|Wednesday, July 2, 2003|
Working with a team of people 2759 miles away (literally-- I measured it with a GPS unit) makes communication difficult. Pure voice or typing based communication carries significantly less information, especially when discussing ideas, plans, or reviewing graphical information. Even if the team shares screen shots or documents prior to the meeting, there is still a lot of verbal hunt-and-point as the team ensures that we are all on the same page.
For a conference call yesterday, we did a one-way video chat with iChat AV and an iSight that was pointed at the appropriate computer screen. While I couldn't read all of the text on the screen, I could immediately see exactly where in the various documents we were and it gave the folks on the other end the freedom to point to the various features/sections that we were discussing.
In other words, it vastly decreased the time wasted defining what we were talking about. It vastly increased the useful information bandwidth in the entire conversation.
Given that my TiBook's audio is all kinds of hosed (falling off a desk onto the rear left corner will do that), we used a plain old telephone line to handle the audio part. It worked quite well and there was only a slight delay between the POTS audio and the chat video.
This changes everything. Sure, video conferencing has been available for a long time and I have used a number of solutions. But nothing compares when it comes to ease of use (click on video icon) or cost (cost of broadband at both ends).
The iSight is an excellent, general purpose, A/V input for use with iChat AV. It works very well and has the advantage of being very easy to pick up and literally point to what you are speaking about. Of course, waving it around too much like a pointer could definitely lead to illness on the remote end. At $150, it is quite reasonably priced given the quality of engineering and the awesome design.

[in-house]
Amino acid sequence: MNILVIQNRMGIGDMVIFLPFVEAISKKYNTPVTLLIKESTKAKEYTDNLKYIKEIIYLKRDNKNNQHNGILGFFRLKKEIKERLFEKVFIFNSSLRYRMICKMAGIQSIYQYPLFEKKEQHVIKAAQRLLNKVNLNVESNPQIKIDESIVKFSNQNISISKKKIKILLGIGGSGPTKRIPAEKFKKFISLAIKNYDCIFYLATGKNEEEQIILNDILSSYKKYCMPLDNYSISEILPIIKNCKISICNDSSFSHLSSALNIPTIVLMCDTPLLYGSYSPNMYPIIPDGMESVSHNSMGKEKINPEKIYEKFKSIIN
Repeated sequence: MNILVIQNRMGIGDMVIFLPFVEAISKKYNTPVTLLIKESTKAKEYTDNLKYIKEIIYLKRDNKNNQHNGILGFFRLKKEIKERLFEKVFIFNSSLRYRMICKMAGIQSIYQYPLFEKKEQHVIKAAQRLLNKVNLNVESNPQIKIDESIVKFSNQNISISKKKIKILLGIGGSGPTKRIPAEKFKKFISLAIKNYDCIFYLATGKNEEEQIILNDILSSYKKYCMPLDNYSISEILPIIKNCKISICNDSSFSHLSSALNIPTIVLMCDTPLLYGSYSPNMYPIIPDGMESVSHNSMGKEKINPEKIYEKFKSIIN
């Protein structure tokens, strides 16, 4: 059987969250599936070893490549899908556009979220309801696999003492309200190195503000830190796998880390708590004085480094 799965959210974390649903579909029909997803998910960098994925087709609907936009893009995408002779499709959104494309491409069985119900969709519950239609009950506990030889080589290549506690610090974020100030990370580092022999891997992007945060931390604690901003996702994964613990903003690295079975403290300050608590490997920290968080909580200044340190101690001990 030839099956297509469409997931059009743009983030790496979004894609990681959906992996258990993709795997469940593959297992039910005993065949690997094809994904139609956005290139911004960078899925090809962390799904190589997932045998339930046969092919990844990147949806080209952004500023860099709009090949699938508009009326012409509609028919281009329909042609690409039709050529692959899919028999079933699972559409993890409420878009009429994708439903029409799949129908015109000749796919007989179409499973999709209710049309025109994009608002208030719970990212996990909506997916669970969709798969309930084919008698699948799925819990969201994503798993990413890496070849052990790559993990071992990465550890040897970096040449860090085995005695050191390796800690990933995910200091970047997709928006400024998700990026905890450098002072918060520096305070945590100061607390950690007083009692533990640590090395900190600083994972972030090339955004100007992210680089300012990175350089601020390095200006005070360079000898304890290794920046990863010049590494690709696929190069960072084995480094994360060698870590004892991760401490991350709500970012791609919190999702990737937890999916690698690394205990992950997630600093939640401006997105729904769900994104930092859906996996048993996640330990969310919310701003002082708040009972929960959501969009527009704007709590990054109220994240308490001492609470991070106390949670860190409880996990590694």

For greater quality, try a DV camcorder. Such a device offers numerous configuration options, will likely work across more varied lighting, and the zoom ability to zoom in on people, documents, or whiteboards during the video chat is quite handy. Camcorder based chatting has two downsides. First, it will be quite tempting for the person manning the camcorder to become complete distracted by their role as videographer. Secondly, many DV cameras don't like to produce DV video for long periods of time without recording-- they tend to go to sleep.
Already the iSight is immensely popular. They have been consistently ranked #1 or #2 on the sales chart at the Apple Store. A more telling indication is the vast number of articles and sights popping up.
For those with a TiBook, sound is only produced through the right speaker to prevent feedback through the microphone.
And, of course, the tips are flowing at MacOSXHints.com.
Update: I ordered two. They have arrived. Talk about killer industrial design! Even the packaging is well designed (like the iPod)!
Update: Let me emphasize that I am aware that iChat AV + iSight is certainly nothing new; everything that has been done with the two has been done in other products/tools before. The "changes everything" about iChat AV + iSight is that it flawless passes the "mom" test. That is, my Mom-- no dummy, but someone who uses the computer purely as a tool and not as her profession-- immediately understood the value of iChat AV + iSight and can use the thing from the moment it is hooked up. No other solution that I have encountered offers the same ease of use (plug and chat) at anywhere near the same cost ($150 for the camera+audio input + whatever/month for broadband). Certainly, it does not solve all video conferencing problems-- you can't do multiway conferencing, for example-- but it does a nice job of solving video conferencing within the market it is targeted.
It is kind of like the iPod or the Music Store. Nothing new with either product -- Apple simply did a better implementation than anyone else.